Wednesday, November 14, 2012

The Two Week Wait by Sarah Rayner (Available 12/24)

The Two Week Wait by Sarah Rayner, pub. Dec. 24, 2012, 432 pg.
Rating: 4/5 stars

A memorable and moving page-turner about two very different women, each yearning to create a family of her own

What if the thing you most longed for was resting on a two week wait? From the author of the international bestselling One Moment, One Morning, comes a moving portrait about what it truly means to be a family. After a health scare, Brighton-based Lou is forced to confront the fact that her time to have a baby is running out. She can't imagine a future without children, but her partner doesn't seem to feel the same way, and she's not sure whether she could go it alone. Meanwhile, in Yorkshire, Cath is longing to start a family with her husband, Rich. No one would be happier to have children than Rich, but Cath is infertile. Could these strangers help one another? With her deft exploration of raw emotions and her celebration of the joy and resilience of friendship, The Two Week Wait is Sarah Rayner at her best. --From cover

I was lucky enough to win an advance copy of this charming book from Goodreads.Honestly, I don't think I read the description when I entered the giveaway. I just thought the cover looked cute (I wholeheartedly believe that you can judge a book by its cover -- what else is the cover for?!).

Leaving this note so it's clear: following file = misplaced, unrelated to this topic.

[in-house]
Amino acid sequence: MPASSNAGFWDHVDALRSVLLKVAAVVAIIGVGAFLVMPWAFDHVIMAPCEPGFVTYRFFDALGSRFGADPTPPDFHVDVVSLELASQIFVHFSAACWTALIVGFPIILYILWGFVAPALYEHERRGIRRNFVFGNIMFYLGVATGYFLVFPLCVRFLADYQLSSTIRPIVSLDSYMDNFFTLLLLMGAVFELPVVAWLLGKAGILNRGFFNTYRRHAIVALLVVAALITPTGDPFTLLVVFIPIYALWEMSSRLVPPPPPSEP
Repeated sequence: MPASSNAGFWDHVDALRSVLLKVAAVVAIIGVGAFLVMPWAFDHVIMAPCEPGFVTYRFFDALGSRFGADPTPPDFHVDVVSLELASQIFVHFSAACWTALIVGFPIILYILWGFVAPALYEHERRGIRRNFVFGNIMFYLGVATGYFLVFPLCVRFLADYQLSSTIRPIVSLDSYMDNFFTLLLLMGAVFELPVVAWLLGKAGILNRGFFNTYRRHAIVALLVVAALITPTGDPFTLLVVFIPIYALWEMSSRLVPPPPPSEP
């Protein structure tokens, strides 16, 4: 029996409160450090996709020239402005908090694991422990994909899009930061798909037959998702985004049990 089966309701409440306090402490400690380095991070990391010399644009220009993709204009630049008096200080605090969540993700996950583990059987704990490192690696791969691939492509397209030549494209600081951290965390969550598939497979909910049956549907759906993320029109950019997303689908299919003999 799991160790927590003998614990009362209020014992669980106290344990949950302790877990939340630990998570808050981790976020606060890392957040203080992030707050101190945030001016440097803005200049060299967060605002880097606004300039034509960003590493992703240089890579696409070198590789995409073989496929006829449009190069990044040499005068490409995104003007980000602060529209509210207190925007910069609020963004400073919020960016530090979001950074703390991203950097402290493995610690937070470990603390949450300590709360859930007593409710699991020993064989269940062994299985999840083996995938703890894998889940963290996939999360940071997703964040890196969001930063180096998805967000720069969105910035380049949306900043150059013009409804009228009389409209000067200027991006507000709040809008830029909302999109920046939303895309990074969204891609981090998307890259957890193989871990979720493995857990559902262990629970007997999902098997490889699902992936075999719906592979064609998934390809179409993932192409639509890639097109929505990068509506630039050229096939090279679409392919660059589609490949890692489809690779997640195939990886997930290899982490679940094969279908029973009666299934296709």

This isn't the type of book I normally reach for. I tend to prefer books with action and love stories and humor. The Two Week Wait was more serious and dealt with a pretty tough subject - not being able to have children - which made it pretty different from my normal reads.

But I found I really enjoyed the change of pace. This book was touching and charming and uplifting, and I finished reading it with a smile on my face. More than once it made me cry. You really empathize with Cath and Lou and the struggles they go through to each form a family of their own.

The Two Week Wait is a book about family and love and hope. It deals with more than just the struggle to have a child - depression, serious illness, and family dysfunction are also prominent themes. Even though I've never been in the same situation as either of the main characters, I was still able to easily find ways to relate to them.

I would definitely recommend this book to anyone looking for a good, uplifting story. It's a great rainy day book or a good alternative after reading something dark and gloomy.

Do you have any favorite books that just make you happy to read?

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